Interlude—Ripley does Premont: To our eye, Amanda Ripley seems a bit clueless about public schools.
There’s no reason why she shouldn’t be clueless—or gullible, perhaps just naïve. At the start of her new book, The Smartest Kids in the World, Ripley says that she actively avoided writing about education until 2010, when Time assigned her to do a profile of Michelle Rhee.
She bungled that profile in basic ways. After that, she got taken in by DC’s rising test scores.
Ripley was a naïf about public schools as of 2010. But so what? Three years later, she is being actively promoted as an expert on the whole world’s public schools!
That said, she sometimes seems to write from a nation named Cluelessjournalistan. For an example of the work which defines that troubled land’s culture, consider Ripley’s lengthy report in the current Atlantic.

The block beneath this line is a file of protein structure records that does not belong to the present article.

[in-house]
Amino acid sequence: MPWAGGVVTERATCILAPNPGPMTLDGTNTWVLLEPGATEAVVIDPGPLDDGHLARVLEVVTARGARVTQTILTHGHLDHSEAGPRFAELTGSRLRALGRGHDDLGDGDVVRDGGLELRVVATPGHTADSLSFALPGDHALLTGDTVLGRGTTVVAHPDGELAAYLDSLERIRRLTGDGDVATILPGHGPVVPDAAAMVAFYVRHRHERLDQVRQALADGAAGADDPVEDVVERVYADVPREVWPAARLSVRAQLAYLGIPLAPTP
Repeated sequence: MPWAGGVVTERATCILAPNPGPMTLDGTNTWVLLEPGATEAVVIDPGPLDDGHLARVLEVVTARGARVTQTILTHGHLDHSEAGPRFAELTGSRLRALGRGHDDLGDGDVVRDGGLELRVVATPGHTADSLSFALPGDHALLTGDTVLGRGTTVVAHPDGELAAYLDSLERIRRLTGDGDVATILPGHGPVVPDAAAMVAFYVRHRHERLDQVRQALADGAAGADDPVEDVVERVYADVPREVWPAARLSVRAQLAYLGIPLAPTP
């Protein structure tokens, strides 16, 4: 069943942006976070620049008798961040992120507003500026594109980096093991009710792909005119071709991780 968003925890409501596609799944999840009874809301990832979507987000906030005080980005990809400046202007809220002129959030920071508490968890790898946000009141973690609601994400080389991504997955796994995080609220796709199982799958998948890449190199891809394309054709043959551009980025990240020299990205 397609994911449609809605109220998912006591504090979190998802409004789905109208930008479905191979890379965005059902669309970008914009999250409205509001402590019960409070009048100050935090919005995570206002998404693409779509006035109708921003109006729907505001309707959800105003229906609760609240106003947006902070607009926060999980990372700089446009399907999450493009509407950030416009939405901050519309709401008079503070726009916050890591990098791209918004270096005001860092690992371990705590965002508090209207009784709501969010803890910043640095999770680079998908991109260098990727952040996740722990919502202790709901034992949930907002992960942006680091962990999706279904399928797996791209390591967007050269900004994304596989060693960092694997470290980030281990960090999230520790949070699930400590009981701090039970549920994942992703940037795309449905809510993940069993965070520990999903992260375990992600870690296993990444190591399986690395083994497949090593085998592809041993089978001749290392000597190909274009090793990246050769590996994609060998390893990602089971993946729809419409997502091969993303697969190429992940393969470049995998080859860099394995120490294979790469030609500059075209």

On-line, Ripley’s clueless work appears beneath the headings shown below. We’ll assume she didn’t compose them, but they capture the tone of the piece:
The Case Against High-School SportsIs that true? To the extent that we lag at all, does the United States “lag in international education rankings” because we “spend more tax dollars per high-school athlete than per high-school math student?”
The United States routinely spends more tax dollars per high-school athlete than per high-school math student—unlike most countries worldwide. And we wonder why we lag in international education rankings?
Everything is possible! That said, it’s hard to know why such spending would explain the fact that we lag the world’s highest-scoring nations in tests of the world’s fourth-graders. Too much spending on dodgeball, perhaps?
Whatever! In truth, those headings don’t make much sense. But some editor in Upper Rubeistan bowed to that slumbering nation’s culture—a culture of simple-minded over-statement about matters our upper-class journalists don’t seem to care much about.